The number of students placed on and accepted from the wait list varies from year to year, but we always use it. We recognize that it's pretty tough being wait-listed. We communicate regularly and offer people the opportunity to opt out when they feel they can wait no longer. However, the nature of recruiting a class of individuals from very different backgrounds means that sometimes people may drop out even late into the process. If we have a place we always want to fill it. We choose from the list depending on the professional and cultural diversity of the class at that precise point in time and the strengths of individuals available for consideration. At the end of the year when the class is complete, we may offer deferred admission to a small number of candidates, but by no means the whole group.
FrancescaBW: One question everyone seems to be asking is about the availability of scholarships and financial aid. Please explain how much money is available and what students can do to seek help paying tuition.
DavidLBS: Researching your financing options is as important as choosing your schools and applying. It takes a lot of time if you're doing it properly. Spend some time looking at local options, either through government schemes, banks, or foundations. For example, take a look at the standard U.S. loans if you're applying from there.
We have a wide range of scholarships available -- some have specific criteria attached and some are open for all. We have our excellent HSBC-London Business School Loan Scheme, which funds up to pounds 50,000, depending on personal circumstances. We have a limited number of financial need bursaries to help those who might otherwise be unable to join. Our Financial Aid officer helps admitted students look at their options. Check our Web site for full details.
Ribbonman5: Is London Business School affiliated or associated with any U.S. business schools?
ManishLBS: We offer an executive MBA [EMBA-Global] in conjunction with Columbia Business School, which is a 20-month program through which participants receive two MBA degrees -- one from London Business School and one from Columbia. The school has also just launched an EMBA based out of the DIFC in Dubai.
We also have strong exchange programs between the full-time MBA and top U.S.
schools, including Chicago, NYU Stern, Columbia, Kellogg, Wharton, UC Berkeley and other international schools such as IESE, HEC, and CEIBS.
The exchange students that come to London Business School bring very unique perspectives from their schools and enhance the learning experience here. Just this last term we had about 40 students from HKU's business program coming to school for a full term. I did an elective with six of them, and it was great to have their input in class.
alfie73: What is the advantage of the LBS program over your competitors with 12-month programs? Is it just a matter of content and detail?
DavidLBS: There are a number of differences between a traditional two-year program and the shorter 10- to 12-month programs. A key difference is our offering of the 8- to 12-week summer internship. This gives our students the chance to try a new industry or job function or to pursue a specialist interest. Manish, for instance, is currently part of the London Business School summer consulting team.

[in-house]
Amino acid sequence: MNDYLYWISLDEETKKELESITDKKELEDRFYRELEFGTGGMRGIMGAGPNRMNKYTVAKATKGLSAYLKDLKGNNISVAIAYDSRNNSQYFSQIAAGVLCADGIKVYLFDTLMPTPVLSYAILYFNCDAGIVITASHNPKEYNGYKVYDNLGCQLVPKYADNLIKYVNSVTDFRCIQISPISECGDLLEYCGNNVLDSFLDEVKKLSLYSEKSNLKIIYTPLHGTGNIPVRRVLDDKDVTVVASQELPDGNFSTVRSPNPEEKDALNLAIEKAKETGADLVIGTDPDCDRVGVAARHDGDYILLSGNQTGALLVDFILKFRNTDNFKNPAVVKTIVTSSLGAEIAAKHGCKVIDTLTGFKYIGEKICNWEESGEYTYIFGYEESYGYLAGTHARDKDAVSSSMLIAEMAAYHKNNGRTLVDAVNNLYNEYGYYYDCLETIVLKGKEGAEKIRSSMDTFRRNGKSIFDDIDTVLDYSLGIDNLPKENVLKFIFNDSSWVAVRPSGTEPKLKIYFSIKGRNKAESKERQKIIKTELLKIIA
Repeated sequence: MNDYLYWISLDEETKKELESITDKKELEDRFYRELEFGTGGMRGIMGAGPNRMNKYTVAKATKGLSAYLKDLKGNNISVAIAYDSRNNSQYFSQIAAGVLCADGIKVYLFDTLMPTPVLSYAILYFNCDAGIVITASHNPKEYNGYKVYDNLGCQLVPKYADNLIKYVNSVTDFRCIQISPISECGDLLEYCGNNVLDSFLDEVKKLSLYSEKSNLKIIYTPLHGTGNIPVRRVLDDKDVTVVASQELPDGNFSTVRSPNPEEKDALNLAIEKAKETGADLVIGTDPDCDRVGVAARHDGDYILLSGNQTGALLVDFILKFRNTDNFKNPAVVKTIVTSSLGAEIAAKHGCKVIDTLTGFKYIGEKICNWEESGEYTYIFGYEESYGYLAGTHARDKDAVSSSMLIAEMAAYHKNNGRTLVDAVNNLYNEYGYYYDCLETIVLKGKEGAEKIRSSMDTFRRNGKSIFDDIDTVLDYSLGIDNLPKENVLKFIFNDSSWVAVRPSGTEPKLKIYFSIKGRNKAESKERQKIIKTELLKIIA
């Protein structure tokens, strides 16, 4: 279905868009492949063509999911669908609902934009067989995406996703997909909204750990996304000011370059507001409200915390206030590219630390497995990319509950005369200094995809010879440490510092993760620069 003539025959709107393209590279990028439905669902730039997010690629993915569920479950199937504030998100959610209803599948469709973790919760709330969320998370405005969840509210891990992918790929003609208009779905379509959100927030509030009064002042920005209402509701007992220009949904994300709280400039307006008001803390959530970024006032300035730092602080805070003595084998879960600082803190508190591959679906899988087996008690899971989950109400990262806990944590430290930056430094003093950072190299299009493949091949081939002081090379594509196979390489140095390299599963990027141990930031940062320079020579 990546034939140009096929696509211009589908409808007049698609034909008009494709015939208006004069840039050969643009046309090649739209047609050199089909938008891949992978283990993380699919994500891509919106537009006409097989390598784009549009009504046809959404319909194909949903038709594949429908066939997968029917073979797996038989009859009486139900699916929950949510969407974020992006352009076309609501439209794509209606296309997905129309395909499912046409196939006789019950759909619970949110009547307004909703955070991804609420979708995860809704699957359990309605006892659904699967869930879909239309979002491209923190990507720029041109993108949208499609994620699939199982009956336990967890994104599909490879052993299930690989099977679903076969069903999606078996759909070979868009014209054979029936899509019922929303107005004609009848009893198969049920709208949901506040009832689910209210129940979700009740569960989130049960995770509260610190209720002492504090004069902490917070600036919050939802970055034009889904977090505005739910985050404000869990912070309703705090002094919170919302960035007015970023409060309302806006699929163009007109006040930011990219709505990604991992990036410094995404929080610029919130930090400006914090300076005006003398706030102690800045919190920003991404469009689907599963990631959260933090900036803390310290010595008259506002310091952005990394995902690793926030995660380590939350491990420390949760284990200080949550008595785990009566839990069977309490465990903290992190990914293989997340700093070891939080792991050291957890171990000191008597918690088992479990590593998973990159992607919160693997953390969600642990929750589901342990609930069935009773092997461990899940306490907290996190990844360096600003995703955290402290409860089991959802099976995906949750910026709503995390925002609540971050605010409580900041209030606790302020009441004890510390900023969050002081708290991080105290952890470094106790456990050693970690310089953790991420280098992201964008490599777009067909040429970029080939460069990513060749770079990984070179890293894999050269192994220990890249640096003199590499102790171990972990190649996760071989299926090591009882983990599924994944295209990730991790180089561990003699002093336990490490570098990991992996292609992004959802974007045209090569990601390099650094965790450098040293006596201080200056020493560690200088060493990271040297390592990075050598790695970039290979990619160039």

In addition, the fact that you have several months longer to undertake your studies means that you can take more electives and learn more, spend a term on international exchange, building your global network and working on your language skills, and take full advantage of the range of extracurricular activities that are offered.
carolineb: I'm from the U.S. but worked in London for a year before coming back to the States. While I'm interested in working globally, I wonder how an LBS degree is viewed in the U.S.
DavidLBS: Our students, alumni, faculty, and community at large have a long and significant reach all over the world with a large concentration of alumni in the U.S. In fact, our second largest concentration of alumni is in the U.S. and is growing all the time. I presume that you want to work in an international capacity with a U.S.-based firm? If so, then the London Business School MBA will give you the knowledge, skills, and attributes to differentiate yourself against local competition. Like all job search issues, it all depends on your performance as an individual, but we can help you to develop yourself and prepare for a diverse career ahead.
vsaroyan: I am considering completing an application to LBS after a year and a half of work experience, but I have three-plus years of relevant internships during my college experience. Should I consider applying with a relatively short amount of full-time experience?
ManishLBS: I will give you a student's perspective on work experience. Pre-MBA work experience not only gives you good direction on future career choices but also allows you to enhance your learning from the MBA. I have learned a lot from my peers' anecdotes on specific topics. In areas where I haven't gotten experience of my own, I learn from speaking to my classmates who have. I believe you miss out on a lot of the learning if you come into the MBA prematurely.
nandeetaseth: Will my low GPA [2.9 to 3.2, estimated] be offset by my 700 GMAT and strong quantitative work experience [three years as M&A analyst in an investment bank]?